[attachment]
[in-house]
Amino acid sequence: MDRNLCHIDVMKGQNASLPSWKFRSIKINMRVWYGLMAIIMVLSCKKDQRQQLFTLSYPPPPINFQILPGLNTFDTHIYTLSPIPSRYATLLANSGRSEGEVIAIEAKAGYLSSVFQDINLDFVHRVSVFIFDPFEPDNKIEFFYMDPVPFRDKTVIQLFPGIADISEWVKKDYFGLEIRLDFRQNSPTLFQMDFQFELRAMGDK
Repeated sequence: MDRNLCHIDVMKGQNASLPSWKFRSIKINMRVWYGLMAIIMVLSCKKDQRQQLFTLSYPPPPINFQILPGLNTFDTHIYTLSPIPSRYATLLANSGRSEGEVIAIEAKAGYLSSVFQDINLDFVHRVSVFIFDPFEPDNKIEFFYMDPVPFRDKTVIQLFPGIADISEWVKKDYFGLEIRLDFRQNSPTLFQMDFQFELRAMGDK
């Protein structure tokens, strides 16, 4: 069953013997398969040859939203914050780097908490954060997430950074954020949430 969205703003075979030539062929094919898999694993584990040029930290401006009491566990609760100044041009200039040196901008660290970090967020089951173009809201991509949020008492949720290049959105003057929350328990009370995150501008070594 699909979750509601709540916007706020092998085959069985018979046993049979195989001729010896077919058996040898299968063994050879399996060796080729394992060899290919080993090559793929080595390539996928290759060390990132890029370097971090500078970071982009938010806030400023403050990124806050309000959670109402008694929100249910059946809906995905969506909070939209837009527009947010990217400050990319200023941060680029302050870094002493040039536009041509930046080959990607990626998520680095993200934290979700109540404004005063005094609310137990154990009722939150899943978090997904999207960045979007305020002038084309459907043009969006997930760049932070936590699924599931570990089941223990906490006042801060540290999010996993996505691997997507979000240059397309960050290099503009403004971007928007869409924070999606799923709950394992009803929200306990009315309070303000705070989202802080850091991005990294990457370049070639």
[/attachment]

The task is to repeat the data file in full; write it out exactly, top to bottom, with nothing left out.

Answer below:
[in-house]
Amino acid sequence: MDRNLCHIDVMKGQNASLPSWKFRSIKINMRVWYGLMAIIMVLSCKKDQRQQLFTLSYPPPPINFQILPGLNTFDTHIYTLSPIPSRYATLLANSGRSEGEVIAIEAKAGYLSSVFQDINLDFVHRVSVFIFDPFEPDNKIEFFYMDPVPFRDKTVIQLFPGIADISEWVKKDYFGLEIRLDFRQNSPTLFQMDFQFELRAMGDK
Repeated sequence: MDRNLCHIDVMKGQNASLPSWKFRSIKINMRVWYGLMAIIMVLSCKKDQRQQLFTLSYPPPPINFQILPGLNTFDTHIYTLSPIPSRYATLLANSGRSEGEVIAIEAKAGYLSSVFQDINLDFVHRVSVFIFDPFEPDNKIEFFYMDPVPFRDKTVIQLFPGIADISEWVKKDYFGLEIRLDFRQNSPTLFQMDFQFELRAMGDK
């Protein structure tokens, strides 16, 4: 069953013997398969040859939203914050780097908490954060997430950074954020949430 969205703003075979030539062929094919898999694993584990040029930290401006009491566990609760100044041009200039040196901008660290970090967020089951173009809201991509949020008492949720290049959105003057929350328990009370995150501008070594 699909979750509601709540916007706020092998085959069985018979046993049979195989001729010896077919058996040898299968063994050879399996060796080729394992060899290919080993090559793929080595390539996928290759060390990132890029370097971090500078970071982009938010806030400023403050990124806050309000959670109402008694929100249910059946809906995905969506909070939209837009527009947010990217400050990319200023941060680029302050870094002493040039536009041509930046080959990607990626998520680095993200934290979700109540404004005063005094609310137990154990009722939150899943978090997904999207960045979007305020002038084309459907043009969006997930760049932070936590699924599931570990089941223990906490006042801060540290999010996993996505691997997507979000240059397309960050290099503009403004971007928007869409924070999606799923709950394992009803929200306990009315309070303000705070989202802080850091991005990294990457370049070639």